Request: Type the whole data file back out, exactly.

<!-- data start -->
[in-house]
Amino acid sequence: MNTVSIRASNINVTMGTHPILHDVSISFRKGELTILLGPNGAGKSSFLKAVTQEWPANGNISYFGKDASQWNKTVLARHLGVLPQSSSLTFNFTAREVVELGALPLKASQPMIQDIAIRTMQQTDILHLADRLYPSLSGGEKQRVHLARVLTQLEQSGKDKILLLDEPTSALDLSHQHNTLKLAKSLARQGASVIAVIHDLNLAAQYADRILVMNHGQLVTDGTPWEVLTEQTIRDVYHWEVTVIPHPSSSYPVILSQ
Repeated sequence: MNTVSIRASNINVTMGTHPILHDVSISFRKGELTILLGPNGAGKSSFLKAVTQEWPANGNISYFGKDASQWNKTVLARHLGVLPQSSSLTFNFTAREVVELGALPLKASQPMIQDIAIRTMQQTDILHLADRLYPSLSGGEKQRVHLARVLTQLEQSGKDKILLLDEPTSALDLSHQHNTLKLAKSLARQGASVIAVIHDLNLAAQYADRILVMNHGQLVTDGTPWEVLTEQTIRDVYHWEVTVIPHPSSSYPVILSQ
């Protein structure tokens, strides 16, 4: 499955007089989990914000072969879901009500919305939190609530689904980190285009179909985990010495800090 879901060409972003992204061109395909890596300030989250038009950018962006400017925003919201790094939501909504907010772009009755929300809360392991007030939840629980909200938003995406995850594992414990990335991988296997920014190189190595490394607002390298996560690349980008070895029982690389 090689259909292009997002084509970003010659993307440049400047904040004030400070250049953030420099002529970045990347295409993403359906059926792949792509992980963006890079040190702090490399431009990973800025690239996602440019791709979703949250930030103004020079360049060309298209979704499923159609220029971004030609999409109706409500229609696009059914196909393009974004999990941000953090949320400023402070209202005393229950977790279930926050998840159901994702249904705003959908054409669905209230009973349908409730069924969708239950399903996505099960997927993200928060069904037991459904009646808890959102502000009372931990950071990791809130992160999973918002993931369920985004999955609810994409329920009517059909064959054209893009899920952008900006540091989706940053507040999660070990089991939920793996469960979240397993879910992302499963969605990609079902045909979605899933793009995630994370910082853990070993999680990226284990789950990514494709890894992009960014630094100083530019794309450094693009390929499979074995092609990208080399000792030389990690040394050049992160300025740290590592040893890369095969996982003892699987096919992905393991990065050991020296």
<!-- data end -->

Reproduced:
[in-house]
Amino acid sequence: MNTVSIRASNINVTMGTHPILHDVSISFRKGELTILLGPNGAGKSSFLKAVTQEWPANGNISYFGKDASQWNKTVLARHLGVLPQSSSLTFNFTAREVVELGALPLKASQPMIQDIAIRTMQQTDILHLADRLYPSLSGGEKQRVHLARVLTQLEQSGKDKILLLDEPTSALDLSHQHNTLKLAKSLARQGASVIAVIHDLNLAAQYADRILVMNHGQLVTDGTPWEVLTEQTIRDVYHWEVTVIPHPSSSYPVILSQ
Repeated sequence: MNTVSIRASNINVTMGTHPILHDVSISFRKGELTILLGPNGAGKSSFLKAVTQEWPANGNISYFGKDASQWNKTVLARHLGVLPQSSSLTFNFTAREVVELGALPLKASQPMIQDIAIRTMQQTDILHLADRLYPSLSGGEKQRVHLARVLTQLEQSGKDKILLLDEPTSALDLSHQHNTLKLAKSLARQGASVIAVIHDLNLAAQYADRILVMNHGQLVTDGTPWEVLTEQTIRDVYHWEVTVIPHPSSSYPVILSQ
């Protein structure tokens, strides 16, 4: 499955007089989990914000072969879901009500919305939190609530689904980190285009179909985990010495800090 879901060409972003992204061109395909890596300030989250038009950018962006400017925003919201790094939501909504907010772009009755929300809360392991007030939840629980909200938003995406995850594992414990990335991988296997920014190189190595490394607002390298996560690349980008070895029982690389 090689259909292009997002084509970003010659993307440049400047904040004030400070250049953030420099002529970045990347295409993403359906059926792949792509992980963006890079040190702090490399431009990973800025690239996602440019791709979703949250930030103004020079360049060309298209979704499923159609220029971004030609999409109706409500229609696009059914196909393009974004999990941000953090949320400023402070209202005393229950977790279930926050998840159901994702249904705003959908054409669905209230009973349908409730069924969708239950399903996505099960997927993200928060069904037991459904009646808890959102502000009372931990950071990791809130992160999973918002993931369920985004999955609810994409329920009517059909064959054209893009899920952008900006540091989706940053507040999660070990089991939920793996469960979240397993879910992302499963969605990609079902045909979605899933793009995630994370910082853990070993999680990226284990789950990514494709890894992009960014630094100083530019794309450094693009390929499979074995092609990208080399000792030389990690040394050049992160300025740290590592040893890369095969996982003892699987096919992905393991990065050991020296």